Criminal Defense

Petitioning For Compassionate Release During COVID-19

Salnick & Fuchs, P.A. is working with inmates and their families to secure a potential early release from prison in response to the COVID-19 pandemic.

Salnick & Fuchs, P.A. is working with inmates and their families to secure a potential early release from prison in response to the COVID-19 pandemic. Currently incarcerated individuals serving a federal sentence may be granted an early release under the Federal Bureau of Prisons’ Compassionate Release Program. For vulnerable individuals currently incarcerated, a motion to reduce their sentences may be filed on their behalf.

The West Palm Beach criminal defense attorneys at Salnick & Fuchs, P.A. are working on petitions for compassionate release where applicable in state and federal courts. These are on a case by case basis and there is no legal precedent at this time mandating anyone's release.

If you have a loved one currently serving a prison sentence, we encourage you to give our office a call to learn more about compassionate release.

About The Compassionate Release Program

Under the Federal Bureau of Prison’s (BOP) Compassionate Release program, certain inmates are permitted to petition to be released from prison before their sentences are complete for extraordinary and compelling circumstances. The program allows inmates, or their family members, to request a reduced sentence for a number of reasons, such as a serious medical condition. To be eligible for compassionate release, the inmate must no longer pose a significant threat to society.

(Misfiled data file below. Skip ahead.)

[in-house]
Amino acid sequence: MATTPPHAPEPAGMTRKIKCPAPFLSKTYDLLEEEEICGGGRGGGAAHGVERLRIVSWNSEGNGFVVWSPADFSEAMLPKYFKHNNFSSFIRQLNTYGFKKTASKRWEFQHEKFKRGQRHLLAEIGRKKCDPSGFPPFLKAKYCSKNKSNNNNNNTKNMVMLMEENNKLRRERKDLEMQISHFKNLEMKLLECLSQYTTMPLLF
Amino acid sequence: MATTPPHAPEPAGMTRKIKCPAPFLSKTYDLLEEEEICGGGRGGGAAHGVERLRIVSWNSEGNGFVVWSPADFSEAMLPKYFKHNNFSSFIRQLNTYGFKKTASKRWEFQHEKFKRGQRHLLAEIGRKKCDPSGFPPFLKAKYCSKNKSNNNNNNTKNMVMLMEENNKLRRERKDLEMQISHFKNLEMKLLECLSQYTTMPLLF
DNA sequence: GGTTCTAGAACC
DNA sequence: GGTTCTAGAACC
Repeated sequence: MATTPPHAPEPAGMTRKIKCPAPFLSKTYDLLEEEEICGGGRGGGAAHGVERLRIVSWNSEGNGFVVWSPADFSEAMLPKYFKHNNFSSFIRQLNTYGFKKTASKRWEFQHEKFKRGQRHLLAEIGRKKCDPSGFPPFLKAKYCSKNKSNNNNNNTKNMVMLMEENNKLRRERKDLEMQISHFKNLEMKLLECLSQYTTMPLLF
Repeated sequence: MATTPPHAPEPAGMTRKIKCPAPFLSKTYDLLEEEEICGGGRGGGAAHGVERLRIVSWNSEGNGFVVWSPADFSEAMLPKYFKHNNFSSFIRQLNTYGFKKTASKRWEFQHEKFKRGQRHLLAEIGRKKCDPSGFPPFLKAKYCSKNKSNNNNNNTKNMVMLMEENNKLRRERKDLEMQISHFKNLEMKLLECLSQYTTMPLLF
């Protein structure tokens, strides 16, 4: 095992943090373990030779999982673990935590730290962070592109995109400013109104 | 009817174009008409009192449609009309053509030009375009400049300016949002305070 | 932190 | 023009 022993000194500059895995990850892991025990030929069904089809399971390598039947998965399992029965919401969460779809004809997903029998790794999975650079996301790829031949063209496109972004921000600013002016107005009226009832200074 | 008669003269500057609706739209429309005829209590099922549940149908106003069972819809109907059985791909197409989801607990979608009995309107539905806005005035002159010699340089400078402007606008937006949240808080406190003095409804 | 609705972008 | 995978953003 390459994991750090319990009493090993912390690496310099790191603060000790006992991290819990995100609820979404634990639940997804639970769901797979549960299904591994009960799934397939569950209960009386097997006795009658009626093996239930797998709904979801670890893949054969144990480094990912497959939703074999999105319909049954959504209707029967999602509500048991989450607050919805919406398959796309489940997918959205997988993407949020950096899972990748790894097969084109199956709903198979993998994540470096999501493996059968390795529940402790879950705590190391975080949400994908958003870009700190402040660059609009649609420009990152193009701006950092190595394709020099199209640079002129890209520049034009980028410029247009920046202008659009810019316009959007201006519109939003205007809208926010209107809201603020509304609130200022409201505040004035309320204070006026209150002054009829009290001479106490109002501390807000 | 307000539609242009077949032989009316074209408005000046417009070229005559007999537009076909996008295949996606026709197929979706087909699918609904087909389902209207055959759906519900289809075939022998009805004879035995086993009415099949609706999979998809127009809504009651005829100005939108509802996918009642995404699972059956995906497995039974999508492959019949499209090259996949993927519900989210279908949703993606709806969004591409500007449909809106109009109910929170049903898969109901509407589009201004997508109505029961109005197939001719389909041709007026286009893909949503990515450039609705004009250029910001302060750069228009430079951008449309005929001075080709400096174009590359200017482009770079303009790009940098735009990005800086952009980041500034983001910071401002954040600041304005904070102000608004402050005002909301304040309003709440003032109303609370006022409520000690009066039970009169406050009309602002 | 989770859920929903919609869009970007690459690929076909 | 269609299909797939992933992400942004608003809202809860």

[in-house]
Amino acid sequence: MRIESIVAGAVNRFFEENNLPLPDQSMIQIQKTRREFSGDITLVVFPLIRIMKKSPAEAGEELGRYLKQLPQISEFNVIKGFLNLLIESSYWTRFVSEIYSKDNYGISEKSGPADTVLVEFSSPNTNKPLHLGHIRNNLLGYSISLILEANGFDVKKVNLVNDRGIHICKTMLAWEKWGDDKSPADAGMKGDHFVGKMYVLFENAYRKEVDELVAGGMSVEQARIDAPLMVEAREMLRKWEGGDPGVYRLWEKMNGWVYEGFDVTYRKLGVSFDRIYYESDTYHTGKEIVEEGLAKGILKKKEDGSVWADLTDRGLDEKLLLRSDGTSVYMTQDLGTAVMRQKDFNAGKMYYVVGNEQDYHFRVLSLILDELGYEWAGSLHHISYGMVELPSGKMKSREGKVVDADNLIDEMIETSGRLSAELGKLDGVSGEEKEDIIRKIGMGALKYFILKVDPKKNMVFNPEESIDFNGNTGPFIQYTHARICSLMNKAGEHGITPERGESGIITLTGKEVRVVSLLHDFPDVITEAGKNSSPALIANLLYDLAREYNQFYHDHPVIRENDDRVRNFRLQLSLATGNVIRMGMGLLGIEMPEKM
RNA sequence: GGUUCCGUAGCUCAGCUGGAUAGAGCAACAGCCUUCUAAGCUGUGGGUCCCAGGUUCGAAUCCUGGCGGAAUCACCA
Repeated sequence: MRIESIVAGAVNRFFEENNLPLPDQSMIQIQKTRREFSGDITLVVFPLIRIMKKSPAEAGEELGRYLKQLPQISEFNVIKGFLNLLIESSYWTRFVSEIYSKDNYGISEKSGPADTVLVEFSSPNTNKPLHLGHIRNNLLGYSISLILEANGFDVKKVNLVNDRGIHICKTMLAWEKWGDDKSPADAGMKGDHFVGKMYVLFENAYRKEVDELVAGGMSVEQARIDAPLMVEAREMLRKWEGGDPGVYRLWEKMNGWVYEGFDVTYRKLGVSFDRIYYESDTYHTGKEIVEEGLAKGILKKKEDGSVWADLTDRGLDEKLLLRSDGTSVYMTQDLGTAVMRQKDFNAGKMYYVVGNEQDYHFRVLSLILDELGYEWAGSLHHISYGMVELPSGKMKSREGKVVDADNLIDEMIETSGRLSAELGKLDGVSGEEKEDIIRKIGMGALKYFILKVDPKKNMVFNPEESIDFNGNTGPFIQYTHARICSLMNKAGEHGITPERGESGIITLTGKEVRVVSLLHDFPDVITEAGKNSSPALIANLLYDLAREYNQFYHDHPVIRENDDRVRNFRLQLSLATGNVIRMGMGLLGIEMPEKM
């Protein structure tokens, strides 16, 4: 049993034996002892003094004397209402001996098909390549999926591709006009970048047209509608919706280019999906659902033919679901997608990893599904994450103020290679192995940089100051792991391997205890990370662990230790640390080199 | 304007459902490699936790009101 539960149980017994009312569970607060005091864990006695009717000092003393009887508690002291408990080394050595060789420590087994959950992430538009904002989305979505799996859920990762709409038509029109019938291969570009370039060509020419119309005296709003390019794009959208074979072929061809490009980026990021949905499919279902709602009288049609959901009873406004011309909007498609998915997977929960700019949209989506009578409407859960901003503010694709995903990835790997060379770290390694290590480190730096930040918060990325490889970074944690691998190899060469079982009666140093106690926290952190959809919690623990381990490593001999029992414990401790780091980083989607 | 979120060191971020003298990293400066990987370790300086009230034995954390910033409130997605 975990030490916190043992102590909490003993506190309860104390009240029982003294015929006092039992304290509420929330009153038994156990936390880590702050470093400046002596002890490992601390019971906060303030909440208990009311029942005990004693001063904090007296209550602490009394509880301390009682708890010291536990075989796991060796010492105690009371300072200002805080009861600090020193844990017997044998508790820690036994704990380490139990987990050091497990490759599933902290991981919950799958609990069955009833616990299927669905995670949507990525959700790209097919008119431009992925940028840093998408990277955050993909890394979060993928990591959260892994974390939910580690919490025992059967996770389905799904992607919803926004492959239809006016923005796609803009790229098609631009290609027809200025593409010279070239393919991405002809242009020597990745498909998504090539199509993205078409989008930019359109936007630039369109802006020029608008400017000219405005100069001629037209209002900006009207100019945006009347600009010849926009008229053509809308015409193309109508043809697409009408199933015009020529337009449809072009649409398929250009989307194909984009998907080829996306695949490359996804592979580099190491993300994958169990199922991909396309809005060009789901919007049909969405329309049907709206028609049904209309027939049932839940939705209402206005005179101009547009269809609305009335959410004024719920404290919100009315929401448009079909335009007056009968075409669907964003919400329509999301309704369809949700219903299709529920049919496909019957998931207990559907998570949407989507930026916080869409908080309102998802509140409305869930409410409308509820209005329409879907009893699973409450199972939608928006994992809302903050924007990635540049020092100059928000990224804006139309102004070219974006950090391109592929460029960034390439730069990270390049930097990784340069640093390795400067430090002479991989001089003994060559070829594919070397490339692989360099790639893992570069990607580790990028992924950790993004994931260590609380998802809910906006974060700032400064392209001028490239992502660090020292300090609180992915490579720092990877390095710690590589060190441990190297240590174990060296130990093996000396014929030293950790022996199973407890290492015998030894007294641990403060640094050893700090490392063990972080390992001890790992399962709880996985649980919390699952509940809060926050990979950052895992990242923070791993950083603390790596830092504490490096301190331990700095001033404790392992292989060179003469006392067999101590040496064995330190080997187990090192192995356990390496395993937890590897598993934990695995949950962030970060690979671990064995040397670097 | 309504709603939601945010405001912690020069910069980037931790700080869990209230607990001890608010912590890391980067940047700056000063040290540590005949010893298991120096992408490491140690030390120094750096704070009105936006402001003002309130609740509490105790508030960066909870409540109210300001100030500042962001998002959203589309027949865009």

Additionally, the First Step Act expands the Compassionate Release program by allowing judges to release federal inmates during this pandemic, especially those with serious illnesses or conditions or those that are especially vulnerable to the virus, such as elderly inmates or those with pre-existing respiratory issues. 

The First Step Act was passed to create a more equitable system and facilitate an inmates’ transition from prison to society when serving long sentences. If the BOP refuses a request for compassionate release, then inmates have the option to petition the court for early release. 

Compassionate Release For Reasons Related To COVID-19

The Coronavirus presents a clear health threat to incarcerated individuals. The World Health Organization, Center for Disease Control, and federal and local health leaders have issued guidelines to slow the spread of the novel disease. Just some of the measures they recommend are social distancing, regularly washing hands and limiting the number of people gathered to groups of 10 or less - all of which is nearly impossible to do while incarcerated.